Winning Abstracts from the 2007 Medical Student Abstract Competition: Heavy Metal Mayhem.
Author: Kendra M. Harris, Johns Hopkins University School of Medicine, 2008
Introduction: Lead poisoning causes significant morbidity in children and adults in the United States. Healthcare professionals must recognize its clinical presentations and identify potential sources of lead exposure.
Case Presentation: A 28-year-old Indian émigré presented with an acute exacerbation of abdominal pain that had begun 2 weeks previously. On admission, his review of systems included 6 weeks of postprandial diarrhea and 12 weeks of low libido and difficulty ejaculating. He denied weight loss, anorexia, headaches and paresthesias. He denied the use of prescription medications but had started taking 3 ayurvedic preparations for sexual dysfunction 4 weeks prior to admission. His occupational history included home demolition work in urban Baltimore over the past year. Physical examination showed tenderness in the left lower abdomen without rebound or guarding. Laboratory investigations revealed a total bilirubin of 3.4 mg/dl and a direct bilirubin of 0.4 mg/dl. His hematocrit was 36.2% with an MCV of 79 fl and a corrected reticulocyte count of 1.5%. Leukocyte and platelet counts were normal but a peripheral smear revealed basophilic stippling of red blood cells. His creatinine was 1.3 mg/dl and his urinalysis noted 1+ protein. His amylase, lipase, LDH, AST, ALT, and iron were normal and an abdominal/pelvic CT revealed no abnormalities. Given his abdominal pain, indirect hyperbilirubinemia, peripheral smear findings and occupational history, a lead level was sent and came back at 66 mcg/dl (normal = 0). Lead poisoning was diagnosed, and the patient began treatment with 2,3-dimercaptosuccinic acid. After completion of chelation therapy, the patient’s symptoms resolved. In follow-up, the patient’s ayurvedic preparations were obtained and analyzed for lead content. Lead was found in all 3 pills in varying concentrations (puspadhanwa ras = 1,000,000 mcg/gm, purnachandra ras = 219 mcg/gm and makardhwaj gutika = 13.6 mcg/gm).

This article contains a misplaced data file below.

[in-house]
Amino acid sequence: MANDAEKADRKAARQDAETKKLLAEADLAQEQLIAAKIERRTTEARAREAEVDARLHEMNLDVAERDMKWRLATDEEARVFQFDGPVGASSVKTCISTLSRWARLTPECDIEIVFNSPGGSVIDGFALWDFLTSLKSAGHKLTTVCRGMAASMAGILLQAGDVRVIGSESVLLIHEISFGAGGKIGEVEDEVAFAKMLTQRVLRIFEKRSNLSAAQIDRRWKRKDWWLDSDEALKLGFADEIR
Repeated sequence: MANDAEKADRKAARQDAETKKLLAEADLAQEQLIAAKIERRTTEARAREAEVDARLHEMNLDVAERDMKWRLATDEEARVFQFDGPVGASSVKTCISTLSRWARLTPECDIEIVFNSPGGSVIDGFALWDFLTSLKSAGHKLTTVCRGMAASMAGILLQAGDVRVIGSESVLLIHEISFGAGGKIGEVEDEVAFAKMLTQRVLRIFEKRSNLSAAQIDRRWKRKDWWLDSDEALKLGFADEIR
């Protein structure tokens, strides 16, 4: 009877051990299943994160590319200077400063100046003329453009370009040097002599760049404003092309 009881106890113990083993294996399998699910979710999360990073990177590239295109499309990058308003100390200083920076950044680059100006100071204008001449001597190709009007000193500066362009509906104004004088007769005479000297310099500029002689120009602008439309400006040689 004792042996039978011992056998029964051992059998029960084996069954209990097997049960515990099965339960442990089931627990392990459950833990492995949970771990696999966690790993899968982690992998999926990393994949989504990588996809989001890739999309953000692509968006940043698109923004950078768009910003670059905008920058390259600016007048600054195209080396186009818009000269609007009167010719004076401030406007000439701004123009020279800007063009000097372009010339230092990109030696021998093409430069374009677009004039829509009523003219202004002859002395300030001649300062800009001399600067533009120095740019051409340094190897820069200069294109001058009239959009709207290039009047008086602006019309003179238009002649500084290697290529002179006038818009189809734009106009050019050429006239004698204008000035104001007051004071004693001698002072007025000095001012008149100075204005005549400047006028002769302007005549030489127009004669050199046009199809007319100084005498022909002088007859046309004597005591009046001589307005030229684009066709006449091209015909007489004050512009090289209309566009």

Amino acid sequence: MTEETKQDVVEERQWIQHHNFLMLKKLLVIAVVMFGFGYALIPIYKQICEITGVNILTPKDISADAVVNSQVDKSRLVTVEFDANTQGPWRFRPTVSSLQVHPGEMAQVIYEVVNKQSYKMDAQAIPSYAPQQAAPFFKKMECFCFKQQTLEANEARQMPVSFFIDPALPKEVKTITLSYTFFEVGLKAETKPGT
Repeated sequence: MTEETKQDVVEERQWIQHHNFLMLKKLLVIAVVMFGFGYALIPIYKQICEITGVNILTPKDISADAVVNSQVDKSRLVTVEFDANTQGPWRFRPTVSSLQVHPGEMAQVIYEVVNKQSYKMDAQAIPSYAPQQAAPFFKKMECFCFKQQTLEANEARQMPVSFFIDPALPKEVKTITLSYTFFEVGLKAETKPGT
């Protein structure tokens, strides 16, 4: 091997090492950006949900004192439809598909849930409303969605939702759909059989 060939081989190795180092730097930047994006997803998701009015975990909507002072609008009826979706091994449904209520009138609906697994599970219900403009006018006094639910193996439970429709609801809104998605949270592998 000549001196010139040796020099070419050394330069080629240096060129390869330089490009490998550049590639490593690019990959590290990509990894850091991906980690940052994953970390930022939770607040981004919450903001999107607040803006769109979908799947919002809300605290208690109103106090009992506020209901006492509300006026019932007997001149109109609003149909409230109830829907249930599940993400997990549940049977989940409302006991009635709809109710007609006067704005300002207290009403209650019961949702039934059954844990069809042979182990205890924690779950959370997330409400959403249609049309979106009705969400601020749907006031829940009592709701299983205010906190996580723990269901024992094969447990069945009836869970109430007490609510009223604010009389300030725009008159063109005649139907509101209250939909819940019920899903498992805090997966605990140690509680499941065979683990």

Discussion: Lead poisoning can affect many organ systems and cause a multitude of symptoms and laboratory abnormalities. Although the use of lead-based paint was banned in 1978, it is still found in older homes and can cause significant lead exposure. This patient’s demolition work likely led to mild lead toxicity, causing the initial diarrhea and sexual dysfunction. The contaminated ayurvedics he took to treat this sexual dysfunction intensified his lead exposure, likely precipitating the abdominal pain which brought him to the hospital. Unregulated ayurvedic preparations are a newly identified lead source. Through such preparations, this patient ingested approximately 10.7 grams of lead in the 4 weeks prior to admission. Physicians need to be aware of the importance of taking nonprescription medication and occupational histories, and be familiar with the various causes and presentations of this heavy metal toxicity.
Students: Join ACP for Free
Benefits of Membership for Students: ACP's free Medical Student Membership includes benefits designed especially to meet students' needs.
Join Now: Sign-up today and begin enjoying the benefits of ACP Medical Student Membership.
Find a Residency
Search ACP's Internal Medicine Residency Database for information on all internal medicine residency programs in the U.S. and Canada. (ACP Members only)
New Leadership Webinars
The ACP Leadership Academy is offering FREE webinars covering the core tenets of leadership, leadership in hospital medicine, finance, and more.
Join ACP Today!
ACP membership connects you with like-minded colleagues and provides access to a variety of clinical resources, practice tools, and ways to earn MOC and CME.